Aloe Vera

By: Katherine Westbrook

The rain is immediate, and collects in every pore like blood clots. 
For this moment, coiled small, a child’s figure shaking sleep —
I move. Pulsing water smudges the dented car hood
three blocks down, and there is a caution to both of our actions.

The robins on the powerline clench the wire as if it were a thread of music —
Mute as man’s grip to knife handles, balancing acts of ribbon and talon and feathered breast —
and I am forced to ask myself what an electric current must feel when running through the body,
or the rain as it cradles a grass carpet, or the thick sheets that strangle me or better yet —

This is the chrysalis I am caught in. I murmur dreams through silk envelopes,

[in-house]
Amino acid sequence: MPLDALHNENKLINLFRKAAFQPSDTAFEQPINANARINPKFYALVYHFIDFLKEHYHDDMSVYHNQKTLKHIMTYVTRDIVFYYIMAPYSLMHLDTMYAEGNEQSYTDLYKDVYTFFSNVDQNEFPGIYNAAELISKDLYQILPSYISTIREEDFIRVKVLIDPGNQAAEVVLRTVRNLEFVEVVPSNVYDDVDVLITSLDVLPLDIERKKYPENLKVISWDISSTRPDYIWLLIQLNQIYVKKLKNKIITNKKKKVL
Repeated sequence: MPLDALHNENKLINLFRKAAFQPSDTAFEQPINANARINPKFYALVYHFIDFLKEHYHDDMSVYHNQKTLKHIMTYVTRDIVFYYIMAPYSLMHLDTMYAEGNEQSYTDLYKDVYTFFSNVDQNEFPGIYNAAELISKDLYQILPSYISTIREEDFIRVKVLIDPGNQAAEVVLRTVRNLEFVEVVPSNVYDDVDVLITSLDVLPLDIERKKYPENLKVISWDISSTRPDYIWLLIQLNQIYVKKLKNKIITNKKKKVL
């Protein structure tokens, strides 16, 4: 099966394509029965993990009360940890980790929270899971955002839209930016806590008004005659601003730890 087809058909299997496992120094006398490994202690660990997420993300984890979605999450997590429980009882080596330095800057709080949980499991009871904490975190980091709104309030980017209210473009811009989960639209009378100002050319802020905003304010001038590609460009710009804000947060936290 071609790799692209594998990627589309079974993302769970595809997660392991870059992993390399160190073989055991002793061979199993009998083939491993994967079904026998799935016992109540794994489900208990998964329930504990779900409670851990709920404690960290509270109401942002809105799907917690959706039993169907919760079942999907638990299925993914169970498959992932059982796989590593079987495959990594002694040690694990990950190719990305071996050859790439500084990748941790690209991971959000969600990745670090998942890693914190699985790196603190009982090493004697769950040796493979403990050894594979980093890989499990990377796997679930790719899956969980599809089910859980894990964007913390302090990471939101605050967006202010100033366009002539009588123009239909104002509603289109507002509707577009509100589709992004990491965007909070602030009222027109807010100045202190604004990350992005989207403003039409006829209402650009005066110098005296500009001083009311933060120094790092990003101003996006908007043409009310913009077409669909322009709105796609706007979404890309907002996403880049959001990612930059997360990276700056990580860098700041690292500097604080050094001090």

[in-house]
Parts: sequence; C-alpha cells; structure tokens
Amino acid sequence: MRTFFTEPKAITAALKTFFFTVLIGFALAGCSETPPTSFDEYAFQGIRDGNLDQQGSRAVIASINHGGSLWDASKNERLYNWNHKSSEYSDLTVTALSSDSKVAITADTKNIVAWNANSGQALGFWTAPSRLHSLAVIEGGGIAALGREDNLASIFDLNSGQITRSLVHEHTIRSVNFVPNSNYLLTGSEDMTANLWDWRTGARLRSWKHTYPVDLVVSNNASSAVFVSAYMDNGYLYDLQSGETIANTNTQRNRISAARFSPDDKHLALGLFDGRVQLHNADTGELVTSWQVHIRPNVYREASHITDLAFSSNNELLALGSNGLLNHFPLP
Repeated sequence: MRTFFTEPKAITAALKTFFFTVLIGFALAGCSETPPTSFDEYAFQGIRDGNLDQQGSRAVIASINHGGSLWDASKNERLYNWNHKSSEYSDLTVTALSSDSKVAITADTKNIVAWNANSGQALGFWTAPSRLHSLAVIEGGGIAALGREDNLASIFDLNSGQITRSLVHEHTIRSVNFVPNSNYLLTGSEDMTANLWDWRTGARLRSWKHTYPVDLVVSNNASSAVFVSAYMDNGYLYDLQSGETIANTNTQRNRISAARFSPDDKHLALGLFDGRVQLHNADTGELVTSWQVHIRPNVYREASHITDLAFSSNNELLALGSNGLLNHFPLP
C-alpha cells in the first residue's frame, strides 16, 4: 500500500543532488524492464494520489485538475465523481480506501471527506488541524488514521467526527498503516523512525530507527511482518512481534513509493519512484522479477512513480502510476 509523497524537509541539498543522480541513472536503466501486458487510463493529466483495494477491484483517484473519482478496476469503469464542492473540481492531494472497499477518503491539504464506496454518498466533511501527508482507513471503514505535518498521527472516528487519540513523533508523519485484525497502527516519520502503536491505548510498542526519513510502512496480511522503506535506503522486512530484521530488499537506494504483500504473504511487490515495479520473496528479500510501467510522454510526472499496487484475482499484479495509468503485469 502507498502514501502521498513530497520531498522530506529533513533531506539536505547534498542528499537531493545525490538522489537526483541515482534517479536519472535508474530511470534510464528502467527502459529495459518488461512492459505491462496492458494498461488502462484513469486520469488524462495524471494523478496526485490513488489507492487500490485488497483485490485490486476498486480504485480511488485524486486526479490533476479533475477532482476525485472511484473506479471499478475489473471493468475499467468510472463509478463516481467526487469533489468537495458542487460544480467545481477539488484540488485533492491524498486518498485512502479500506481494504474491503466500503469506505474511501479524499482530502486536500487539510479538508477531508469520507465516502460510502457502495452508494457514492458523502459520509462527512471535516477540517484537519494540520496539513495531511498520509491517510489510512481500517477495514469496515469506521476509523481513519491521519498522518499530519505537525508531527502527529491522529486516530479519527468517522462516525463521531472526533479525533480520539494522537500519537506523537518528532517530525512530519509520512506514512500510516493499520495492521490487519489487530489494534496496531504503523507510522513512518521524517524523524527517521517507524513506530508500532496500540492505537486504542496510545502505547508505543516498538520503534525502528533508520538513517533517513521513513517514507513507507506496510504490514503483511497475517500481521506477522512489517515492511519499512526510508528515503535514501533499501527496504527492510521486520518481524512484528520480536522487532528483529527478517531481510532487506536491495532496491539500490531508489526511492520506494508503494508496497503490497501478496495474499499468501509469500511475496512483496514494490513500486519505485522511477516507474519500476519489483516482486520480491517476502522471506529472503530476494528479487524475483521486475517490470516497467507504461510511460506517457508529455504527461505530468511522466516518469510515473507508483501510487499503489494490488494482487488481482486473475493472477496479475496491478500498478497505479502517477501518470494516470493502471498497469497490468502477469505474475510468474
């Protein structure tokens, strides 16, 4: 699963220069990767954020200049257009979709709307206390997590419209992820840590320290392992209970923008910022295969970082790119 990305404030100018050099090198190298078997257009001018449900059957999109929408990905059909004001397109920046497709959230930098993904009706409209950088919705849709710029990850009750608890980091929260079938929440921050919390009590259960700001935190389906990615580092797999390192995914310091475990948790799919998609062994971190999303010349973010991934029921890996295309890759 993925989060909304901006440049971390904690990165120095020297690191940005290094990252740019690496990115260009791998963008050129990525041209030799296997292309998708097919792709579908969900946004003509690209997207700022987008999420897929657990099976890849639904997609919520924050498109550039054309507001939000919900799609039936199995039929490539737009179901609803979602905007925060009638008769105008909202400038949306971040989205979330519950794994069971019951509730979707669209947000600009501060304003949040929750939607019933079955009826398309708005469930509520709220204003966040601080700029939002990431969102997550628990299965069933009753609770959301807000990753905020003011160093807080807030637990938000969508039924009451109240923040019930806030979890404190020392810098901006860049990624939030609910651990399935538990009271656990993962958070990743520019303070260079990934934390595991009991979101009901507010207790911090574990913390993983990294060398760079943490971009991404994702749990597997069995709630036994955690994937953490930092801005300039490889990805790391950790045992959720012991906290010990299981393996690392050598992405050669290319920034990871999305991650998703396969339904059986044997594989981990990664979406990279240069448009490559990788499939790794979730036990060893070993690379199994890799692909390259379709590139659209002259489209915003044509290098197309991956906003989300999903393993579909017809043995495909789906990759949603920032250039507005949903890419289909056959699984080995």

born again as the chill of an autumn morning. All I know is that my fear 
can breathe; all I know is the word we use for this kind of dying 
runs my tongue with needles. Sometimes I forget things stop happening after they 

stop happening. An earthworm wrought to topsoil by
a wad of spit. Broadcasted light on the empty stadiums. 
Snow falling parallel to the upturned bucket of moon. How my chest
softens with the slowing of hands or heartbeats.

The robin positions its beak into the dirt and begins knocking —
Earthen doors collapse and the worm appears, allotting a moment’s glimpse at the sky
For what it really is, a collection of aimless directions and shelled flight patterns. 
Death has visited me in many ways, the most often as shadows, as stillness.

Rain dampens everything into a lullaby, like a, 
like a diluted memory. 
The robins are again feverish upon the powerline,
and I see myself finally, stumbling through an endless tunnel of 
light. The body does not forget a thing like this